Hayocks House


Hayocks House was a mansion to the north of Stevenston, built in the early 1800s on the lands of Hayocks Farm, owned by the Muir family for generations. The house was built just to the west of the existing farmhouse, and so would often be known as “West Hayocks”, with the farm becoming “East Hayocks”.

The earliest known owner of the house was John Muir, a merchant who lived with his elderly mother and 2 sisters at the time of the 1841 census. John would live in the house until his death in 1858, with the house being passed to his sister Janet Smith. She died a year later, and so the house and lands were put up for sale in early 1860.

A mockup image of Hayocks House c.1860.
From the Paisley Herald and Renfrewshire Advertiser – Saturday 14 January 1860

Gavin Fullarton, owner of the adjacent Kerelaw Estate would buy the house and grounds, and straight away put the property out to let. In 1863 major alterations (designed by William Railton from Kilmarnock) were made to the house, adding extensions at both sides of the previously square building. Lt-Colonel Fredrick Neil Edmonstone would become the new tenant and the house became known as “Hayocks Lodge” and was used for shooting. He died in 1865 but Edmonstone’s widow would live on in the house until around 1877.

Gavin Fullarton died in 1876 and the lands fell to his trustees, with ownership of Hayocks eventually going to Captain Fullarton James, Chief Constable of Northumberland Police. Captain James was Fullarton’s great-nephew.

After the Edmonstone family various other tenants would continue to occupy Hayocks well into the 20th century, including Robert Knox, Edward Collins, William Scott, and George Grant. Grant was the tenant when on Sunday 18th December 1904 a fire broke out in the stables of the mansion, causing £500 worth of damage.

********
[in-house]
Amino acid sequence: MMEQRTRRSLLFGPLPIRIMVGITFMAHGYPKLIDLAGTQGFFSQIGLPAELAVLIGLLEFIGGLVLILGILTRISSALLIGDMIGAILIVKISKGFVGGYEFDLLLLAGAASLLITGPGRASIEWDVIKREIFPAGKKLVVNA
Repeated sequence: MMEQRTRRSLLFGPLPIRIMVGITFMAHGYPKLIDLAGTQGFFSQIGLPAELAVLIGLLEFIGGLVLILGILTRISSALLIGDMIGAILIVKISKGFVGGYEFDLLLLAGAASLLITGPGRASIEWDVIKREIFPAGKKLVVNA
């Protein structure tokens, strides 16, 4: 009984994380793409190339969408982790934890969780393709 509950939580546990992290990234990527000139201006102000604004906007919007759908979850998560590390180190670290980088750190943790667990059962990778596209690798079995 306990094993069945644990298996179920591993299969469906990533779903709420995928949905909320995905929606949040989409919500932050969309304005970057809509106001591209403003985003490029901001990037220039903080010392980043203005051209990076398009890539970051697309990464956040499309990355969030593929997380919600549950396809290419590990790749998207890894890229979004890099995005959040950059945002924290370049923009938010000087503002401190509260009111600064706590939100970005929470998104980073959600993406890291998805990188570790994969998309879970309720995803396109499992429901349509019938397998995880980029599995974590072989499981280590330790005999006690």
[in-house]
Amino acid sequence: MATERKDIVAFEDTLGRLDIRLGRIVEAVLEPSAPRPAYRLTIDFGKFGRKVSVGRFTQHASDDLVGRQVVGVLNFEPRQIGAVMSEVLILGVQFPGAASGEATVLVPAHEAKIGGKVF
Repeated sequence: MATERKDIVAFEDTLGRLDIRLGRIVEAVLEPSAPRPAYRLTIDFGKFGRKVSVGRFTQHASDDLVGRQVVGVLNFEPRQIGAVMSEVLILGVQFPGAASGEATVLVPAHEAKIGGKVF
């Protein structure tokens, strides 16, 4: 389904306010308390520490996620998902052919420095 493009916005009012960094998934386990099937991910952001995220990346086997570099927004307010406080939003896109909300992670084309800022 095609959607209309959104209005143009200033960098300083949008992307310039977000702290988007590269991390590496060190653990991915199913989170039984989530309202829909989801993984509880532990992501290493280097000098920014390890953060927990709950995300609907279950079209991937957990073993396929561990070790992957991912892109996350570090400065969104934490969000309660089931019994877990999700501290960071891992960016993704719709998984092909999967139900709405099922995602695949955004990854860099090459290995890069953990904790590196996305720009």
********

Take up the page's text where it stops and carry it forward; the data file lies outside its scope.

The house and grounds were put up for sale in 1918, along with the rest of the Kerelaw Estate. The estate was split at this point, with Hayocks being bought by Alexander McGregor, owner of Ardeer Foundry. McGregor renamed the house and grounds to Ardchoille. “Ard Choille” is gaelic for “High Wood”, and is the war cry of the McGregor clan.

The house was altered further in 1919, overseen by Largs architects Fryers & Penman.

McGregor died in 1928 however the Ardchoille name would remain. His wife Mary continued to live at Ardchoille House for several years.

Hayocks/Ardchollie House in the early 20th century. Photo courtesy of North Ayrshire Council, Heritage and Cultural Services.

In the 1940s Ardchoille House became Ardchoille Hotel, now owned by Samuel Boyd. Several applications for a licence to sell alcohol were rejected before finally being approved in October 1948. The hotel was a popular choice for wedding receptions and other social events.

An advert for the hotel in the Kilmarnock Herald and North Ayrshire Gazette – 31 December 1948.
The Archoille Hotel c. 1989.

From the mid 1960s the hotel was owned by Scottish & Newcastle Breweries Ltd, and had various licencees over the years.

The building became C listed on 26 February 1980 but it was demolished in early 1990. The land has remained derelict ever since.

Misc Info

The house had a large walled garden to the south east. Some of the wall itself still remains today.

The former paddock at the front of the hotel became the homeground of Ardeer Thistle Football Club between 1952 and 1973.

A cottage to the northwest, built some time before 1855, acted as a gatehouse and accommodation for a gardener. A second gatehouse would be built to the south some time between 1855 and 1895, and served as accommodation for the coach person.

In later days the northwest gatehouse would be known as Ardchoille Cottage, and the south gatehouse as Ardchoille Lodge. The latter was demolished around the 1970s, however Ardchoille Cottage still exists today.

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